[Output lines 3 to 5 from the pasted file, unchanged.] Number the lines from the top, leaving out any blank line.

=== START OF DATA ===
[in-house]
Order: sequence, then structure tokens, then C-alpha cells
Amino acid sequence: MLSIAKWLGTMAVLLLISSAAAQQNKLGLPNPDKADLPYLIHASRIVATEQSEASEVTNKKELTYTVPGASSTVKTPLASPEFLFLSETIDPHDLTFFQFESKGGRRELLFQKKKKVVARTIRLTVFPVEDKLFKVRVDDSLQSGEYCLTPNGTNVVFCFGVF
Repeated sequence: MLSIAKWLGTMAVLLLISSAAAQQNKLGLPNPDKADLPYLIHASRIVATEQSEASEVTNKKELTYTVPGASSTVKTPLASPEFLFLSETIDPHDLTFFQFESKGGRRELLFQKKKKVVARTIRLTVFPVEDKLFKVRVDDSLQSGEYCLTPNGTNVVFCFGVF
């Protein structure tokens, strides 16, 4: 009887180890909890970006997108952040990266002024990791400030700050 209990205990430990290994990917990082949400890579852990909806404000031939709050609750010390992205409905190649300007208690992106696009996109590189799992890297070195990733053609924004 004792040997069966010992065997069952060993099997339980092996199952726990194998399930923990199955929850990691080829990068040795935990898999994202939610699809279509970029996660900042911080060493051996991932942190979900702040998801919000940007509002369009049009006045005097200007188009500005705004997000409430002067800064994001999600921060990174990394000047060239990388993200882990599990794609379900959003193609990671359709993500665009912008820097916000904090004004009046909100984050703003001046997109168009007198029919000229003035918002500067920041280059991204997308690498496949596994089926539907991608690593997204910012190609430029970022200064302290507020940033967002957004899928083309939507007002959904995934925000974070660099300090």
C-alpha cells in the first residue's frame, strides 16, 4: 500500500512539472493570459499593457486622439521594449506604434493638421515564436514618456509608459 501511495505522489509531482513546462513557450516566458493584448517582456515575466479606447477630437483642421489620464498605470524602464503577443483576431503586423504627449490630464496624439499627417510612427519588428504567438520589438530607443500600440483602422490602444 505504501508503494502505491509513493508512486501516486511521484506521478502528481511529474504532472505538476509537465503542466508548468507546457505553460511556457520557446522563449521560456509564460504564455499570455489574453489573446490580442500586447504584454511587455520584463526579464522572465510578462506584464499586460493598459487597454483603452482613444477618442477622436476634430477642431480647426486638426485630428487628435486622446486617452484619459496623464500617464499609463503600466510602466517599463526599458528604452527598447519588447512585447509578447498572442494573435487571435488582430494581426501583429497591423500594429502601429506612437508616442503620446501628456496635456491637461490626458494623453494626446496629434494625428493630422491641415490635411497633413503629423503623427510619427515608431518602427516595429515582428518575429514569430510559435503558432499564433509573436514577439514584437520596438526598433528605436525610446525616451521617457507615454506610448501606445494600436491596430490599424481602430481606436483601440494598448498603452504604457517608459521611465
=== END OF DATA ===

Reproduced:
Amino acid sequence: MLSIAKWLGTMAVLLLISSAAAQQNKLGLPNPDKADLPYLIHASRIVATEQSEASEVTNKKELTYTVPGASSTVKTPLASPEFLFLSETIDPHDLTFFQFESKGGRRELLFQKKKKVVARTIRLTVFPVEDKLFKVRVDDSLQSGEYCLTPNGTNVVFCFGVF
Repeated sequence: MLSIAKWLGTMAVLLLISSAAAQQNKLGLPNPDKADLPYLIHASRIVATEQSEASEVTNKKELTYTVPGASSTVKTPLASPEFLFLSETIDPHDLTFFQFESKGGRRELLFQKKKKVVARTIRLTVFPVEDKLFKVRVDDSLQSGEYCLTPNGTNVVFCFGVF
């Protein structure tokens, strides 16, 4: 009887180890909890970006997108952040990266002024990791400030700050 209990205990430990290994990917990082949400890579852990909806404000031939709050609750010390992205409905190649300007208690992106696009996109590189799992890297070195990733053609924004 004792040997069966010992065997069952060993099997339980092996199952726990194998399930923990199955929850990691080829990068040795935990898999994202939610699809279509970029996660900042911080060493051996991932942190979900702040998801919000940007509002369009049009006045005097200007188009500005705004997000409430002067800064994001999600921060990174990394000047060239990388993200882990599990794609379900959003193609990671359709993500665009912008820097916000904090004004009046909100984050703003001046997109168009007198029919000229003035918002500067920041280059991204997308690498496949596994089926539907991608690593997204910012190609430029970022200064302290507020940033967002957004899928083309939507007002959904995934925000974070660099300090």